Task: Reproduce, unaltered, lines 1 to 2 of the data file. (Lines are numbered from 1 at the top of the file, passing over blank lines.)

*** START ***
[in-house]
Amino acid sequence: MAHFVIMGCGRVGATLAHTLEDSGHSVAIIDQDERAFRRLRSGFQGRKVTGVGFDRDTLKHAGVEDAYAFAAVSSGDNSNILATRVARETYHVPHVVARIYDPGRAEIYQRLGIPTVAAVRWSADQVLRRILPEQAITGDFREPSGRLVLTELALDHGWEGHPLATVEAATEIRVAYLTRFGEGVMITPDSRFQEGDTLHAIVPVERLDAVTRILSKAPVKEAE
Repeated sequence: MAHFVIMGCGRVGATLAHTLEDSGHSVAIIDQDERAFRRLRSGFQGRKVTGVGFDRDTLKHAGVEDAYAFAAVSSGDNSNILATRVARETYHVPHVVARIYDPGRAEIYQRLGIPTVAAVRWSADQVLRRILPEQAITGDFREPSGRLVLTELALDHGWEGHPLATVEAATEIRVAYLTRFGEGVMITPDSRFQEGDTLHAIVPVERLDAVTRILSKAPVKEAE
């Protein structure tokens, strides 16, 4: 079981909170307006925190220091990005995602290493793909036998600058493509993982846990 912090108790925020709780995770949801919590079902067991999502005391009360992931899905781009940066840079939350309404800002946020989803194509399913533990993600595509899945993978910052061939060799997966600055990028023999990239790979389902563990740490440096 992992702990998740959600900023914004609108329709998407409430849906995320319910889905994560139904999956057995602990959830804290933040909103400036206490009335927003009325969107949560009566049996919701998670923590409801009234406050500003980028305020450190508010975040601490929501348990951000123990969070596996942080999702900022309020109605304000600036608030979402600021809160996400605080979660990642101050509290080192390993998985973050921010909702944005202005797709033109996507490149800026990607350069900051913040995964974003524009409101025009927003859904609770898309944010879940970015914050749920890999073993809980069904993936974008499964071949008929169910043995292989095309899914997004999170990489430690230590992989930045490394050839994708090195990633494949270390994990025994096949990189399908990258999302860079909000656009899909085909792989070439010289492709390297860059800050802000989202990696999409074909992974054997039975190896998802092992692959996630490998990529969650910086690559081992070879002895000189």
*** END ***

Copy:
[in-house]
Amino acid sequence: MAHFVIMGCGRVGATLAHTLEDSGHSVAIIDQDERAFRRLRSGFQGRKVTGVGFDRDTLKHAGVEDAYAFAAVSSGDNSNILATRVARETYHVPHVVARIYDPGRAEIYQRLGIPTVAAVRWSADQVLRRILPEQAITGDFREPSGRLVLTELALDHGWEGHPLATVEAATEIRVAYLTRFGEGVMITPDSRFQEGDTLHAIVPVERLDAVTRILSKAPVKEAE